A police crackdown on truck safety across Australia has seen over 2000 defect notices issued.

Australia’s largest ever heavy vehicle compliance operation - Operation Rolling Thunder – saw authorities from NSW Police, NSW Roads & Maritime Services, Victorian, Queensland, ACT and South Australian Police Forces stop and check over 5000 trucks across the country.

After the two-day sweep, 26 drivers tested positive for drugs and over 2000 defect notices were issued for a range of offences.

Meanwhile, authorities have laid out some ideas to make roads safer.

The number of fatal incidents involving trucks has fallen in the past decade, but even so about 200 people die in fatal trucking crashes each year, while close to 1,700 people end up hospitalised due to heavy vehicle crashes.

Roger Weeks from NSW Roads and Maritime says it would help if other drivers were more aware around trucks.

“In the majority of accidents involving a truck, it's actually the other driver who is at fault,” Mr Weeks has told reporters.

Toll Group Managing director Michael Byrne says efforts should be made to fix inconsistencies across different states in regard to speed limits, fatigue laws and blood alcohol levels.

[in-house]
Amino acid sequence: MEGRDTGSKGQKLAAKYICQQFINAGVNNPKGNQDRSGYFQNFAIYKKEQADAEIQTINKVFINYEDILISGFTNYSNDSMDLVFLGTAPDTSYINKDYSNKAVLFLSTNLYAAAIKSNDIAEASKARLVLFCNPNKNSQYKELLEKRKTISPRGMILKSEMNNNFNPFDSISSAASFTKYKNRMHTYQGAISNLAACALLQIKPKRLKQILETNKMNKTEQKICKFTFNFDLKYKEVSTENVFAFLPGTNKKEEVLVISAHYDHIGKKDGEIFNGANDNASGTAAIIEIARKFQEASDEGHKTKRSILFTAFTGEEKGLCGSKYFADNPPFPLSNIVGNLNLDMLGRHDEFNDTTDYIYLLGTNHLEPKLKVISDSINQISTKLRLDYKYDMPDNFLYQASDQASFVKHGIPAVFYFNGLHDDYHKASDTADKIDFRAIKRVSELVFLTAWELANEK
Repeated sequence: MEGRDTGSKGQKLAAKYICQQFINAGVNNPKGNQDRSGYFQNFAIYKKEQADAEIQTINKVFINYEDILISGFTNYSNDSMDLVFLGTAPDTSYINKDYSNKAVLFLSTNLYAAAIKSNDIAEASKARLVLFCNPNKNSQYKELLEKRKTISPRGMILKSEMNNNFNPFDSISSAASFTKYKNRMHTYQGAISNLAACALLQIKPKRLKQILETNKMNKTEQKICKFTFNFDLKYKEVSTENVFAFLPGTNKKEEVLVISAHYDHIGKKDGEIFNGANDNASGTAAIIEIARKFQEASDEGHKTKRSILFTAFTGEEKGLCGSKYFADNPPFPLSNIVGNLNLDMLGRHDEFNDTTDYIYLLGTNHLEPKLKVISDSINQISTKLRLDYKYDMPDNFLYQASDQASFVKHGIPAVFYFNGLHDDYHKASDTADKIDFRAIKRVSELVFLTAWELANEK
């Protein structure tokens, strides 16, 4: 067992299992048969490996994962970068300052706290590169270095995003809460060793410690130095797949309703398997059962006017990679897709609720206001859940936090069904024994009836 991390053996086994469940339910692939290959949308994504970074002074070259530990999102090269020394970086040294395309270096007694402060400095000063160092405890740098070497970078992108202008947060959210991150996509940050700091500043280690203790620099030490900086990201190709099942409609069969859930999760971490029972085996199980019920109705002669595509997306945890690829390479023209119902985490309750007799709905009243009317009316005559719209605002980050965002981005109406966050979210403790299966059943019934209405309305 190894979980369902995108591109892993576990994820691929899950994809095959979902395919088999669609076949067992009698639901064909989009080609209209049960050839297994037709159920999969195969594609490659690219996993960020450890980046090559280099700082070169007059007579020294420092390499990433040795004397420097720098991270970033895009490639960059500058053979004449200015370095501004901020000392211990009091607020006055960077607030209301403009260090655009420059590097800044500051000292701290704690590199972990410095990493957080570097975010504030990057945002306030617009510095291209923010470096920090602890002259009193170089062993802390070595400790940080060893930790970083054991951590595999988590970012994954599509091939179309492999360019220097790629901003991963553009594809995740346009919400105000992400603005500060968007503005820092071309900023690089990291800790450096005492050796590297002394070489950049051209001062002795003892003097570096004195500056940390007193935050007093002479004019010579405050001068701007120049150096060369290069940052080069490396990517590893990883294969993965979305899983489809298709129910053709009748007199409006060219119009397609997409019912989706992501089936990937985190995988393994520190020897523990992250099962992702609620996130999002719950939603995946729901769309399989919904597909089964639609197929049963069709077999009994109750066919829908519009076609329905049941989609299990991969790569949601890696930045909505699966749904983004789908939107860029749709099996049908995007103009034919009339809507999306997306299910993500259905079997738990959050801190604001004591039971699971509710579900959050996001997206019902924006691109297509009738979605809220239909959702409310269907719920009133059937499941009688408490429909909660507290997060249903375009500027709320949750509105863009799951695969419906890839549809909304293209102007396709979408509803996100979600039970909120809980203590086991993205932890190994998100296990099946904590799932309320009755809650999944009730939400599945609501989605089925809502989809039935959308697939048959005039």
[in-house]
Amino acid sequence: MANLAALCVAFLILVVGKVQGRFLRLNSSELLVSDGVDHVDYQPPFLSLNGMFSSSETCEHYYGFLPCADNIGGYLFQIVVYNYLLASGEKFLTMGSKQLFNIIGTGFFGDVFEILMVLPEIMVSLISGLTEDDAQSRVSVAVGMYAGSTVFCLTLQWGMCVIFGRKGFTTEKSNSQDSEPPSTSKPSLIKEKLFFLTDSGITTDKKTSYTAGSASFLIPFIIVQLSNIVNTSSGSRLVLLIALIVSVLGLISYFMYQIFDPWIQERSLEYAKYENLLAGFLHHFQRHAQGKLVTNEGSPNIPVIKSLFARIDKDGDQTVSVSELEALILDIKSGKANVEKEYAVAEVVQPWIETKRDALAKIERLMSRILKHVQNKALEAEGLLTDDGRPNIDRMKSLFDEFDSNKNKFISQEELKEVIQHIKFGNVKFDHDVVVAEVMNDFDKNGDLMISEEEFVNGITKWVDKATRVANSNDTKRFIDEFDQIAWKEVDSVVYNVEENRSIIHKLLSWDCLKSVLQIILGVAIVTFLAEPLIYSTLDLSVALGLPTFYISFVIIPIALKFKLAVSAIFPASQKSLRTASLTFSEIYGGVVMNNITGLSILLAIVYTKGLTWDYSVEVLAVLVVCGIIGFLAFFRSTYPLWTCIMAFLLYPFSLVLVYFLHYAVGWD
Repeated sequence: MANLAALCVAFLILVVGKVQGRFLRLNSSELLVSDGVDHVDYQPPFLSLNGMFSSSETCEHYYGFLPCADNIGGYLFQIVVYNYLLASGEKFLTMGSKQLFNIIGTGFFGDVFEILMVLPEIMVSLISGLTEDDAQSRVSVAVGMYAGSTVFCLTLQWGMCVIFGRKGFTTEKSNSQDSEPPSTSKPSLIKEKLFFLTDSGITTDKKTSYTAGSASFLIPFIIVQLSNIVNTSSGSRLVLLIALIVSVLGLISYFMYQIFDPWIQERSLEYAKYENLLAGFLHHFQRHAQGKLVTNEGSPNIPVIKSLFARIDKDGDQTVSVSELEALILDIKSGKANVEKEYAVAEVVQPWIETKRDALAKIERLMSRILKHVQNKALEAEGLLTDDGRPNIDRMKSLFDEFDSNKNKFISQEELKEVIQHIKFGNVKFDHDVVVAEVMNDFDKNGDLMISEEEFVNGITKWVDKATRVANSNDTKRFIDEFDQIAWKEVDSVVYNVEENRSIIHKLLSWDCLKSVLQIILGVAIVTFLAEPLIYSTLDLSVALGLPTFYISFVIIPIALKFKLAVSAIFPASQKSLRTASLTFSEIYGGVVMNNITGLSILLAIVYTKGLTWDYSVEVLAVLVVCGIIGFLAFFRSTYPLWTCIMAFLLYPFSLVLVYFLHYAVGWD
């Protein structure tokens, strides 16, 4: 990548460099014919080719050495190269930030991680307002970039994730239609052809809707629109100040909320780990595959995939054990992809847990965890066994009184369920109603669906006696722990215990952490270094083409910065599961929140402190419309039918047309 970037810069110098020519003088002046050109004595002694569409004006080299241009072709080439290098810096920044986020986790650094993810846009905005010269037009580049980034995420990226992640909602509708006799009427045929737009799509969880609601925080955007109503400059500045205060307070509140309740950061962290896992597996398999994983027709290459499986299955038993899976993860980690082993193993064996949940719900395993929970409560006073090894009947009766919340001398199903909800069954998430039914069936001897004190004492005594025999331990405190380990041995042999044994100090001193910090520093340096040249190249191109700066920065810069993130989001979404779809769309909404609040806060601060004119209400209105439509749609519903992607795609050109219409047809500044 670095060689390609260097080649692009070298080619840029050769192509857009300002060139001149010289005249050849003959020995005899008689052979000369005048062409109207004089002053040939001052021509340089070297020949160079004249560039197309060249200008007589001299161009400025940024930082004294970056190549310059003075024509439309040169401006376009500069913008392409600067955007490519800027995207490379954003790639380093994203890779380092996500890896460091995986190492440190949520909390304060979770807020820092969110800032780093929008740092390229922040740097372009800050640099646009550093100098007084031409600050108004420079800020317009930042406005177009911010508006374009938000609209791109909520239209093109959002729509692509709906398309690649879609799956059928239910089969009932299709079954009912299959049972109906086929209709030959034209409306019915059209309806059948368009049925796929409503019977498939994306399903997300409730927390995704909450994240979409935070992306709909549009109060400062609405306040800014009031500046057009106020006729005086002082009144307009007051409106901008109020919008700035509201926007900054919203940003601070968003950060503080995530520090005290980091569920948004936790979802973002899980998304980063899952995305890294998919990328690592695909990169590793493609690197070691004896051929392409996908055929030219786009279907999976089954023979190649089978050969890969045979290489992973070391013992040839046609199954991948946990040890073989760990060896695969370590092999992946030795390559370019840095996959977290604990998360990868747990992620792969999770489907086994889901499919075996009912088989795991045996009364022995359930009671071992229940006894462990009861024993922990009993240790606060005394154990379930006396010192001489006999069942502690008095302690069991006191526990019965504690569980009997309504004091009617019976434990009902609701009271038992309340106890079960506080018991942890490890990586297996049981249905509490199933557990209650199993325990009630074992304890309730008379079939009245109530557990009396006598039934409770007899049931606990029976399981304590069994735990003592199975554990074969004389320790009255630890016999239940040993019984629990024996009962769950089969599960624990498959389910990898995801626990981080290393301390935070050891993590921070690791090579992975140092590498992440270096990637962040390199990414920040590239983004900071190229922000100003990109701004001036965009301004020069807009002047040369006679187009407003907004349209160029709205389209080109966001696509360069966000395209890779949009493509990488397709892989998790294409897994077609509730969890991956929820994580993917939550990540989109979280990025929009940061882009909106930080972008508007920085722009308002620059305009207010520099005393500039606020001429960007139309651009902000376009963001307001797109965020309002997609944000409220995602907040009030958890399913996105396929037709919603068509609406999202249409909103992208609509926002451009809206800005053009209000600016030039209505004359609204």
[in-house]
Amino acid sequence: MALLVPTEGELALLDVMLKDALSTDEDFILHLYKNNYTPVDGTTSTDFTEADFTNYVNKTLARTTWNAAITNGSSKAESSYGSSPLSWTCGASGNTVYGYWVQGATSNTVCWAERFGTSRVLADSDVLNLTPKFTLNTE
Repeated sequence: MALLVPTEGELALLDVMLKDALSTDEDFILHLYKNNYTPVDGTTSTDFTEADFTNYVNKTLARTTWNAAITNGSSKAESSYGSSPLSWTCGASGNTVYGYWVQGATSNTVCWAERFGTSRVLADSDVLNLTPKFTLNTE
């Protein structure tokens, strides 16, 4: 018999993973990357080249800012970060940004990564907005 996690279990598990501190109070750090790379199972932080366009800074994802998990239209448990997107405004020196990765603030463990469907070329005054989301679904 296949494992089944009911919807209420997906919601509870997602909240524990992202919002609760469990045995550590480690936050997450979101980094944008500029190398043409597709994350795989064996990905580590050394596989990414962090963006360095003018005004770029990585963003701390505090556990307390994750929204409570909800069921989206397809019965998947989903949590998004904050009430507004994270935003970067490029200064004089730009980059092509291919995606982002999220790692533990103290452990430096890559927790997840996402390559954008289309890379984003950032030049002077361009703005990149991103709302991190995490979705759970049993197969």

“In Western Australia you can make a man or a woman drive for 17 hours a day. In the Northern Territory you can make a man or a woman drive for 18 hours a day,” Mr Byrne said.

“You can't make people sit in the office and do that.”

In a recent letter to the Prime Minister, Mr Byrne says he has called for consistent road rules as well as a debate about whether the standard 12 hours at the wheel is safe.

“In a lot of other countries, that's too much,” he said.

Transport safety expert Professor Ann Williamson says truck drivers are working too long and for too little pay.

“Any company, any driver who's working to those hours will be tired and will be at higher risk on the road,” she said.

“The evidence is really quite strong that there is a link between how you pay people and how they behave in the workplace.

“It probably will mean that freight is going to cost us a little bit more, but I think it's wrong that the transport industry, and long-distance truck drivers in particular are really bearing the brunt.”

Additionally, drivers and other authorities say poor-quality highways and a lack of rest areas makes it hard to manage fatigue.